It's been tense in Detroit recently. The city has a $327 million deficit and owes $14 billion, says the Detroit Free Press. Michigan Gov. Rick Snyder said in March that he would appoint a emergency manager to oversee city finances. Detroit's City Council had 10 days to file an appeal, which they did, says The Detroit News. Then Thursday, the governor announced that Kevyn Orr, a Washington, D.C., attorney who handled Chrysler's bankruptcy would take charge. Emergency management is a touchy subject in the Motor City; the appointment caused some local residents to protest a controller who will wrest city reins from elected officials.
Planned Traffic Slowdown Protest
To express frustration and draw attention to state-appointed emergency management, planned traffic jams were organized in the city this week, says WWJ CBS Detroit. WWJ's Chopper 950, flying over the city on Monday, noted three cars on major highways crawling along (driving under 5 miles per hour). This caused traffic to back up. Slowdowns were staged on I-75, I-94, and the Lodge Freeway. State police arrived, angled their cruisers sideways to block traffic, and spoke to vehicle occupants. One car got around the police blockade and drove away. The vehicle wasn't pursued, but occupants of the other cars were questioned. One participant dubbed it a "freedom flash mob."
The Detroit Free Press reports that protesters have slowed down freeway traffic four times over the past week during morning rush hours. Lt. Michael Shaw of the Michigan State Police told the paper, "We're 100-percent right behind the freedom of speech and the right to protest, we just don't want people to protest on the freeway system."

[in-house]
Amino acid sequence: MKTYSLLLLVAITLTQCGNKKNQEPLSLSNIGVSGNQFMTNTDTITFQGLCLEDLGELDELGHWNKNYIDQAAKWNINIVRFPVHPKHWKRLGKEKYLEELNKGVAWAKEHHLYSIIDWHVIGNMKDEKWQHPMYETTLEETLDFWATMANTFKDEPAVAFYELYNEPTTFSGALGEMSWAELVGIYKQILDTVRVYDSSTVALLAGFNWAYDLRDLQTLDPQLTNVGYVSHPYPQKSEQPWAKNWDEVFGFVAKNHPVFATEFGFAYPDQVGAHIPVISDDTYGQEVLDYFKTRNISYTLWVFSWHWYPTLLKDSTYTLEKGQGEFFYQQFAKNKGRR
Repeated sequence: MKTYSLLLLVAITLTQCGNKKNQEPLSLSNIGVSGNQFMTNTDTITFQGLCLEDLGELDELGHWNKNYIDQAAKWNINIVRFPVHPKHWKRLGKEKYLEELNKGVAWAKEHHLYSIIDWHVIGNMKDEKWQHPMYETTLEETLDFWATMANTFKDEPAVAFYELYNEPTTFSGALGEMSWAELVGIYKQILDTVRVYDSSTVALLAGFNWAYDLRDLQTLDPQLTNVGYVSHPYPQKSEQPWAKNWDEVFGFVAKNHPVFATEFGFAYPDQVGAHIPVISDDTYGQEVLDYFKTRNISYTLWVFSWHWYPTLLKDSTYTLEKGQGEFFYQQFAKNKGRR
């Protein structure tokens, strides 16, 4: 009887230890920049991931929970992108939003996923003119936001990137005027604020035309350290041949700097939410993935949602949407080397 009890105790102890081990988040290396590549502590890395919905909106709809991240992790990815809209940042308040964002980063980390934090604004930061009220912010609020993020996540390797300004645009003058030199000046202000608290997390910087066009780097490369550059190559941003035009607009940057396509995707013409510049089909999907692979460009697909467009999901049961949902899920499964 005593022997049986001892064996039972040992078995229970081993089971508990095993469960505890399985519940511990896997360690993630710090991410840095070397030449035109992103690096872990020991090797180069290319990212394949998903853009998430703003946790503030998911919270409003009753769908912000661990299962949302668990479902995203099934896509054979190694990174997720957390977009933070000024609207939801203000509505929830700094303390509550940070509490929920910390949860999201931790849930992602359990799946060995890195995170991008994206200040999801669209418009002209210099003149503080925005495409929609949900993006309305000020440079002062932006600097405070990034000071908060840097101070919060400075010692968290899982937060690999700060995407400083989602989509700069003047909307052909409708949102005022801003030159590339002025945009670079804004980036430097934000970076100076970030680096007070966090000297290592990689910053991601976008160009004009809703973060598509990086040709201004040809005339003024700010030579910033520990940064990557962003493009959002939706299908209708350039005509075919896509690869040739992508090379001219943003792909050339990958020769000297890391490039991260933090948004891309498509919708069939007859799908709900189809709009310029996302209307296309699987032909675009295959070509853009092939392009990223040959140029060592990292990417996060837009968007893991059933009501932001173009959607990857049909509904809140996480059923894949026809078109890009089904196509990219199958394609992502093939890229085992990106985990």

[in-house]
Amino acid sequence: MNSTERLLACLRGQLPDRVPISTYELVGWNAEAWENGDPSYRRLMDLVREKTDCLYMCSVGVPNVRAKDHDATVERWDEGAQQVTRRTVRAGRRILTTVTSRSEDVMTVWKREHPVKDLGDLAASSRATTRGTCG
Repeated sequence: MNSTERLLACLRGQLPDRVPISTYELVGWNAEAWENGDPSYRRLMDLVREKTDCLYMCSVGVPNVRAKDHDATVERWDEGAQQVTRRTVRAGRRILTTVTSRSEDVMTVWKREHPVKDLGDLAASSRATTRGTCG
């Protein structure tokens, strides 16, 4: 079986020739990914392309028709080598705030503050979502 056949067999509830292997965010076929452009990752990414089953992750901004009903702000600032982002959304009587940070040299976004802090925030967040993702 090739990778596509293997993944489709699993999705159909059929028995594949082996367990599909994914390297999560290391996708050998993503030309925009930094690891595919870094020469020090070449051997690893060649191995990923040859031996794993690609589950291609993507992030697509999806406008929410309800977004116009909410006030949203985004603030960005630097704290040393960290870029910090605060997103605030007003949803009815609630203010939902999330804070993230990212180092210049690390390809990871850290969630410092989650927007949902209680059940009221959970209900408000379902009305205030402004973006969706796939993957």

Pastor D. Alexander Bullock, key organizer of the group Change Agent Consortium, which was responsible for the traffic protest, was one of the protest vehicle occupants yesterday. He says the point was to open eyes to the struggle for basic freedoms in Detroit. Bullock and another man were handcuffed and placed in a squad car. Both were later released with no arrests made or tickets written. The incident remains under investigation. I called Rev. Bullock to ask why they chose this method of protest. He said, "Rosa Parks sat down in the wrong seat on the right bus. And she broke the law. Because that law violated her human dignity. We slowed down to the wrong speed on right freeway. And we broke the law. Because emergency management violates our human dignity."
Other demonstrations occurred at Detroit's City Hall and at the attorney general's office downtown in connection with the governor's EM announcement. I spoke with Detroiter Charles Brown, staff member of Krystal Crittendon for Mayor Campaign. He was at both protests. Of the mission, he explained, "Detroit voted 80 percent to repeal Public Act 4 [the emergency manager law]. This is strong evidence that Detroit electors don't want an EM in the city. The struggle continues; victory is certain. We are not going to give up the fight. We have a federal lawsuit prepared. This is taxation without representation."
An educator and Michigan native, Marilisa Sachteleben writes about people, places, events, and issues in her state's most pivotal city of Detroit.